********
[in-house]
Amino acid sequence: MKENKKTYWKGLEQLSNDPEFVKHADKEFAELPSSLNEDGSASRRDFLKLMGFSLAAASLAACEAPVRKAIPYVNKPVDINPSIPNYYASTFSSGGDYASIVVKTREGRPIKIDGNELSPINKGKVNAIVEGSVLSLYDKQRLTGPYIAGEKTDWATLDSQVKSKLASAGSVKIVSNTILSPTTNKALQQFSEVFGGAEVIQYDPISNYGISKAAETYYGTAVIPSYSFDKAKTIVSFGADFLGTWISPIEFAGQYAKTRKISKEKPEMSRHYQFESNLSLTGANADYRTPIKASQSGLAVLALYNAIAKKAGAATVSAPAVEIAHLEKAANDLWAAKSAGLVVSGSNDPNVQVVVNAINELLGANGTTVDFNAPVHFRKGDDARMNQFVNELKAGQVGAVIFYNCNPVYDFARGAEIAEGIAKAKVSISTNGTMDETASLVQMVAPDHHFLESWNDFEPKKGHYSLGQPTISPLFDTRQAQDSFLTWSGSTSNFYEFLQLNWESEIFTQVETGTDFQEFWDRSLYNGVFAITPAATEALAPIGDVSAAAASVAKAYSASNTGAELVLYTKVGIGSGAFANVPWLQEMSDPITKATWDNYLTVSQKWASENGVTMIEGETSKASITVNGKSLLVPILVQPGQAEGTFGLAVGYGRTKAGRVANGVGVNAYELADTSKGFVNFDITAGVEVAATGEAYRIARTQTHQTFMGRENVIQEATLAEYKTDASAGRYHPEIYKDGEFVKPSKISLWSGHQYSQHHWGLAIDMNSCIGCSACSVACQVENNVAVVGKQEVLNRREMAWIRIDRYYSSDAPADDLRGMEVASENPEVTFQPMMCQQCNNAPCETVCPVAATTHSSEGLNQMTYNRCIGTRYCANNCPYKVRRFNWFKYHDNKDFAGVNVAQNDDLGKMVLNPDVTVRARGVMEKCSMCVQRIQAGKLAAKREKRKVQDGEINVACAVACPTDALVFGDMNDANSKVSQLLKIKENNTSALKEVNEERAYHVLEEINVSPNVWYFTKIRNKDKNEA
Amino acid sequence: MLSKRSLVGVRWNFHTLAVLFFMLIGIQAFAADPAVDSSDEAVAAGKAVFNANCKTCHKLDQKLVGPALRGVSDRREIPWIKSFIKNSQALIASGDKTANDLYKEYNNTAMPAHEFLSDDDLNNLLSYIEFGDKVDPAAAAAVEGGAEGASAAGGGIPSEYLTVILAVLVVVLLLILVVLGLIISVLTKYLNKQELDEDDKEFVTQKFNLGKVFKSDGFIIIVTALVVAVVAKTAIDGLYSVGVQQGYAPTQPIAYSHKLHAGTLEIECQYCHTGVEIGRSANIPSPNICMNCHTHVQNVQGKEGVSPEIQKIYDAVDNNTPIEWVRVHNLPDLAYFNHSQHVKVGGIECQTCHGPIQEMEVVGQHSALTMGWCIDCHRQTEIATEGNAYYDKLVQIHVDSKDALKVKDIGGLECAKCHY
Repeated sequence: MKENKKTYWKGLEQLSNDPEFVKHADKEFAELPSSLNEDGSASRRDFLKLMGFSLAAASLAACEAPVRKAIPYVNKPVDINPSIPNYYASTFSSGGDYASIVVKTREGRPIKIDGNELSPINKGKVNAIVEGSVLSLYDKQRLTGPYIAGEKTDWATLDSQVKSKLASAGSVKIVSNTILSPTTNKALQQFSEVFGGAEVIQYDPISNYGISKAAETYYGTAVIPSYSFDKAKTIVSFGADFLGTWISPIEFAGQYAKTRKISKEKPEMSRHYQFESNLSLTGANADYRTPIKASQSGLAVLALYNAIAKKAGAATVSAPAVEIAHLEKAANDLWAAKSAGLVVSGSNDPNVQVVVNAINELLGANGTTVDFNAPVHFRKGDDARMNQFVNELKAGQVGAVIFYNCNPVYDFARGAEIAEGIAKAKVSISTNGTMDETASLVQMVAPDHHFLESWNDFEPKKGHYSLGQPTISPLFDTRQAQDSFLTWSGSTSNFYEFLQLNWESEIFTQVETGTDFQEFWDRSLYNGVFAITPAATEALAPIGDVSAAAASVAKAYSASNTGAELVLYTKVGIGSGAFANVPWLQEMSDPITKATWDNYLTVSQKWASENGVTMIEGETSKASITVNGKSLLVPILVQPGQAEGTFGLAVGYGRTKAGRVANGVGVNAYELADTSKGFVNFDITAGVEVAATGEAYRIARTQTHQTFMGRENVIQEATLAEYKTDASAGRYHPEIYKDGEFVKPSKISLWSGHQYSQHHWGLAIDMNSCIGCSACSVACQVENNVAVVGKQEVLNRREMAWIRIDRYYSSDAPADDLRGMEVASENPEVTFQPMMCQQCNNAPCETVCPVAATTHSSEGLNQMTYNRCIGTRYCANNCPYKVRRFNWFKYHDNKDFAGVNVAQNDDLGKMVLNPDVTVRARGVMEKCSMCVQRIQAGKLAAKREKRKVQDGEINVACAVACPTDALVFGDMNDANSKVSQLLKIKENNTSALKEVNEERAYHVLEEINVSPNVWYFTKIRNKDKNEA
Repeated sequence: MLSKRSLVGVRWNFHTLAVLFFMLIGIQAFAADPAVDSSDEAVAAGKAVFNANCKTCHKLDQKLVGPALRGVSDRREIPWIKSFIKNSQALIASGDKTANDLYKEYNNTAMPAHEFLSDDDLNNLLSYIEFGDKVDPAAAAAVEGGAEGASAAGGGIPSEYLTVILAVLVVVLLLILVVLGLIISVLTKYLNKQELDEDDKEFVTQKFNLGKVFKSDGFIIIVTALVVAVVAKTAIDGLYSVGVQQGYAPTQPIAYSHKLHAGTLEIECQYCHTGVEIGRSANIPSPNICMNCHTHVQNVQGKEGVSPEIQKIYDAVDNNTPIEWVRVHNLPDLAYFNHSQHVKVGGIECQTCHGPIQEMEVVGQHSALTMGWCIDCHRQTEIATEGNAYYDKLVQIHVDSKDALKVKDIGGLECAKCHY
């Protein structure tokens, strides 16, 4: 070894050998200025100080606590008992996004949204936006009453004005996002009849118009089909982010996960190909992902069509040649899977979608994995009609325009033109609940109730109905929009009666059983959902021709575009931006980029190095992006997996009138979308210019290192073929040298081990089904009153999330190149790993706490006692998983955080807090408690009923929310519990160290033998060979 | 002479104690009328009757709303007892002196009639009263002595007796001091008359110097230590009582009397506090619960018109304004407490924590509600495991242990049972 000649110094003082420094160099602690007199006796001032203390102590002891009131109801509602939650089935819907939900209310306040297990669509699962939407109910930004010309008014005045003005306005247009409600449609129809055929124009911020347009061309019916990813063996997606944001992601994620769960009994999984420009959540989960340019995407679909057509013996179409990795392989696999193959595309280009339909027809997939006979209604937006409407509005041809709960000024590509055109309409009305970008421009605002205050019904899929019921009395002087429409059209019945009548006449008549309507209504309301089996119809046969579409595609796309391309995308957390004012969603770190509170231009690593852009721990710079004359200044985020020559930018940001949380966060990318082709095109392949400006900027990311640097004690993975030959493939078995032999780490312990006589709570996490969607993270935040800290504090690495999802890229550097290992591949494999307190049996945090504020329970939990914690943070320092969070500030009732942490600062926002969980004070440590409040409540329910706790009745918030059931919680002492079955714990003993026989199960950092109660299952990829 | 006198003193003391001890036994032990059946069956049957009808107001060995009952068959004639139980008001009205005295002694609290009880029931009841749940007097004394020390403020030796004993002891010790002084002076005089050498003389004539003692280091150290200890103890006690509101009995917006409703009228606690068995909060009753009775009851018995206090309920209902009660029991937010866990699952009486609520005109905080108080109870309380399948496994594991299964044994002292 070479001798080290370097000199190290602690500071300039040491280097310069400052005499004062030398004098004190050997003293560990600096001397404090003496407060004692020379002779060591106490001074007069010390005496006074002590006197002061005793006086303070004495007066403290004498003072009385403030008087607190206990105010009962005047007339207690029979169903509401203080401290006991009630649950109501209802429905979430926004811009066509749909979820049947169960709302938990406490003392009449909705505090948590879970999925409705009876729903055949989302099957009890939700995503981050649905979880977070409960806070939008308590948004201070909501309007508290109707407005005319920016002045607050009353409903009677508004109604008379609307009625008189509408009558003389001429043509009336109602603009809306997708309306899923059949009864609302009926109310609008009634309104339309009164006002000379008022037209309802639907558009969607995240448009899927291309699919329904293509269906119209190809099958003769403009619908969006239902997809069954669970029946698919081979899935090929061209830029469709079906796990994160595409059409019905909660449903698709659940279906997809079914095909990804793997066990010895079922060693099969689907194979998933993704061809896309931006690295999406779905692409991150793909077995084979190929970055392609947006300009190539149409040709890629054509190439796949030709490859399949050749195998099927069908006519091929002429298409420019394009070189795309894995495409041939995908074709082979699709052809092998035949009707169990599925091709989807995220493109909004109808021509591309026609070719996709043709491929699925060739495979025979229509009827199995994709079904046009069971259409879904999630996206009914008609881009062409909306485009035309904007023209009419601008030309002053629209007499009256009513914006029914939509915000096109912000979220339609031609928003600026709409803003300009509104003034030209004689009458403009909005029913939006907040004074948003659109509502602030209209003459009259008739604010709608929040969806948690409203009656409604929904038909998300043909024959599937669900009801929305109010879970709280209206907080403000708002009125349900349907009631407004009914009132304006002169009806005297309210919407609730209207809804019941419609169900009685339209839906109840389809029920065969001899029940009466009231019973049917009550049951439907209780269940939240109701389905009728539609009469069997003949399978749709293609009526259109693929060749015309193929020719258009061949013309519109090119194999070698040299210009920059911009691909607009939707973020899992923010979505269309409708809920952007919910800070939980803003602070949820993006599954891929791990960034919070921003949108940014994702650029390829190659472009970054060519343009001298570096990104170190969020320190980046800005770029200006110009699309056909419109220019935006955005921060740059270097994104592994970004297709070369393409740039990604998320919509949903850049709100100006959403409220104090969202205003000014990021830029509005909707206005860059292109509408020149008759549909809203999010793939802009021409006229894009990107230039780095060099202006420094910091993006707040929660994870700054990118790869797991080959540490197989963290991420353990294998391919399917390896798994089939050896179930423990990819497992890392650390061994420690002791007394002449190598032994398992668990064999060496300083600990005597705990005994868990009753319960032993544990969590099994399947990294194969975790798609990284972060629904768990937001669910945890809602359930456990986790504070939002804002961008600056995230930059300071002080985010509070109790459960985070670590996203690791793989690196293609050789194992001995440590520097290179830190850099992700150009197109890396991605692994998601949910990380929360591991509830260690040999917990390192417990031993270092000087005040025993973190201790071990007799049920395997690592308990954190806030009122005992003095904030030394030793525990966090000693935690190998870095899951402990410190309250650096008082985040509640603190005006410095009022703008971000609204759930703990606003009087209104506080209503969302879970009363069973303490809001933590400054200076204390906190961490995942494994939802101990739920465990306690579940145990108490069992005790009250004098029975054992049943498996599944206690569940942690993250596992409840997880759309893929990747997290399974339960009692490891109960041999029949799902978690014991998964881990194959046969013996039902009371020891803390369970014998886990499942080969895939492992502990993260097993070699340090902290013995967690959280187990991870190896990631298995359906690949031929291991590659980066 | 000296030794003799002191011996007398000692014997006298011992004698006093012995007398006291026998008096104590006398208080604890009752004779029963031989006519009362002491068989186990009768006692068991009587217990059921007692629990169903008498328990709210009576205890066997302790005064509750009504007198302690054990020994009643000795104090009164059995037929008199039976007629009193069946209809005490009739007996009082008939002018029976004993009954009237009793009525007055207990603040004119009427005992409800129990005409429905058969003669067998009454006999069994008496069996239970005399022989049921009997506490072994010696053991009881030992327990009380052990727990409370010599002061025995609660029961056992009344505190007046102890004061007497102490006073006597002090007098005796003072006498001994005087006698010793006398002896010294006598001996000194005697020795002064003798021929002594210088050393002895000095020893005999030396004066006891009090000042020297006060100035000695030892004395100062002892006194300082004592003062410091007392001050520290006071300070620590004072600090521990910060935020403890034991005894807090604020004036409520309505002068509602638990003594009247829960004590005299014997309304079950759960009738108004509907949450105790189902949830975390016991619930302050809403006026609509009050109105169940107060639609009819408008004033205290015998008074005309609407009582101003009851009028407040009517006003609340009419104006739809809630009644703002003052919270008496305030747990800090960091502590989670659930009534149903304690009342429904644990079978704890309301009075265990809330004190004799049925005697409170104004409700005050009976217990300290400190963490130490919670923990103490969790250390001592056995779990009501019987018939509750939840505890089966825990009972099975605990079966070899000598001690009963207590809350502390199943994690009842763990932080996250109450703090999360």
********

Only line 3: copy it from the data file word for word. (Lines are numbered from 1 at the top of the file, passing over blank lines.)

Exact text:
Amino acid sequence: MLSKRSLVGVRWNFHTLAVLFFMLIGIQAFAADPAVDSSDEAVAAGKAVFNANCKTCHKLDQKLVGPALRGVSDRREIPWIKSFIKNSQALIASGDKTANDLYKEYNNTAMPAHEFLSDDDLNNLLSYIEFGDKVDPAAAAAVEGGAEGASAAGGGIPSEYLTVILAVLVVVLLLILVVLGLIISVLTKYLNKQELDEDDKEFVTQKFNLGKVFKSDGFIIIVTALVVAVVAKTAIDGLYSVGVQQGYAPTQPIAYSHKLHAGTLEIECQYCHTGVEIGRSANIPSPNICMNCHTHVQNVQGKEGVSPEIQKIYDAVDNNTPIEWVRVHNLPDLAYFNHSQHVKVGGIECQTCHGPIQEMEVVGQHSALTMGWCIDCHRQTEIATEGNAYYDKLVQIHVDSKDALKVKDIGGLECAKCHY